My older kid’s 18th birthday is tomorrow. In January, my younger son will turn 16. The thing is, I’m not the kind of person who looks backward a lot. Sure, I remember when they were babies (okay, I remember the screaming and the legos and the giggling), but I don’t have photos hanging on my wall or propped up on my desk. If I want to look at baby pictures, I have to go dig them out. The photo up above? I haven’t set eyes on that one in maybe ten years. It’s from 1995. Jeremy was 1 year old.
The surest way to grieve the past is to focus on it incessantly. The first thing that usually pops into my head when I think about the boys being little is all the times they almost died. Which, just, no. I’m not going to focus on that. Maybe it’s different for other parents. Maybe their kids don’t have allergies or heart defects or possible Marfan’s or that brain damage incident or whatever, but I’ve had all too many close calls with the great black hole of grief to ever go poking at the beast on purpose. I want to focus on the good stuff. Usually that’s the stuff that’s happening right now in front of me.
Both of my kids are crazy intelligent. I don’t really know how to explain what this is like. It leads to unexpected conversations and sometimes devices that scare the shit out of me being left on the steps and the odd sensation of knowing that they can solve math problems in their head (how do they do that?). A lot of people talk about having intelligent kids and everyone (according to the articles I read) wants intelligent kids, but many of them, when faced with the reality, pretty much are like: WTF. Hey kid, why won’t you follow the directions on the box? Why is it so hard for you to listen and do all the stuff everyone else does at your age?
Smart kids are difficult. Directions are boring. Putting things together the way you’re supposed to is boring. Toys with instructions are boring. Games are infuriating and boring (until you figure out how to reprogram them). These kids do weird shit like talk when they’re six months old or not talk at all until they’re four years old (then they speak in complete sentences with multisyllabic words that most adults don’t use or understand). They’re BORED all the time. School is usually BORING BORING BORING and “I’ve already read the entire textbook and this class is pointless now, Mom” by the third week of September.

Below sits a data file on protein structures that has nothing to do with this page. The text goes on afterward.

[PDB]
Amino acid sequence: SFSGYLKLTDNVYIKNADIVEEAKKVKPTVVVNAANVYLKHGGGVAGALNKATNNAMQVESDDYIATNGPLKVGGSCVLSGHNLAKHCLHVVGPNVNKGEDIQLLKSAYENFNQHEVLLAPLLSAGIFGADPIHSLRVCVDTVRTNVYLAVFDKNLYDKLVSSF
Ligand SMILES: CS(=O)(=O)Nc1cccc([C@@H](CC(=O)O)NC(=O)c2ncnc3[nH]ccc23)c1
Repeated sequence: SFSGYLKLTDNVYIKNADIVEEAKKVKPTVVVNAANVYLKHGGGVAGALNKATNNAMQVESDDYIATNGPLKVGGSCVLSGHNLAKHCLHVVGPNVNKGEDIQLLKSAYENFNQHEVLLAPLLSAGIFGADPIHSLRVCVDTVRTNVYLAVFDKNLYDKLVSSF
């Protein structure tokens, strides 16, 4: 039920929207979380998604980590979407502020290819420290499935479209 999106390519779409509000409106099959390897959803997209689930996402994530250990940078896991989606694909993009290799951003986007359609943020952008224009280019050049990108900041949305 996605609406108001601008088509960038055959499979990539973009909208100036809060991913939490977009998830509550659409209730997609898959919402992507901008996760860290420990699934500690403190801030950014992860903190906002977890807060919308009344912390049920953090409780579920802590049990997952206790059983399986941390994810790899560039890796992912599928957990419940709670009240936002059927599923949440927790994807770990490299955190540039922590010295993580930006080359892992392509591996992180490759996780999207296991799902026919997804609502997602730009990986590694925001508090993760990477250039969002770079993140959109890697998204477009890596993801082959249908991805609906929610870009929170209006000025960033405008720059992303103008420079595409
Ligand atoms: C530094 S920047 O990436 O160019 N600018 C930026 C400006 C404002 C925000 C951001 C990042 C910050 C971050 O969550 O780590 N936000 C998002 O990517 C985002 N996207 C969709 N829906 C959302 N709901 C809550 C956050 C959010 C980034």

A lot of people have bright kids. Not many people dodge school officials and psychologists like I’ve had to for the past sixteen years because really smart kids are kind of … not normal. Doctor’s charts have been a source of hilarity in my house for years. I’ve had to read up on my college statistics class so I could understand what the hell outlier meant. The funniest thing about all of this? No one believes you. Smart kids are supposed to get straight As. Most of them don’t. Smart kids are supposed to just be brilliant, easily, in totally predictable ways. They’re not.
Smart kids hate having to learn how to do things that are tricky, like riding a bicycle or tying their shoes or using a pencil (though scissors can be mastered at age one year). That stuff that requires muscle memory and practice is torture. Smart kids can intelligently discuss physics and the socio-political jokes from The Daily Show in their early teens, but learning how to grocery shop? Not so much. Smart kids figure out how to fool their teachers in kindergarten, but butt heads with their eighth-grade homeroom teacher. It’s kind of weird and cool and terrifying, at the same time.
As a parent, I have learned how to roll with most of this. I harp on the important things: don’t forget your epi-pen. Don’t expect the world to make sense. Learning that people act irrationally most of the time is, perhaps, the hardest thing to teach them. I even stumble over that one, still.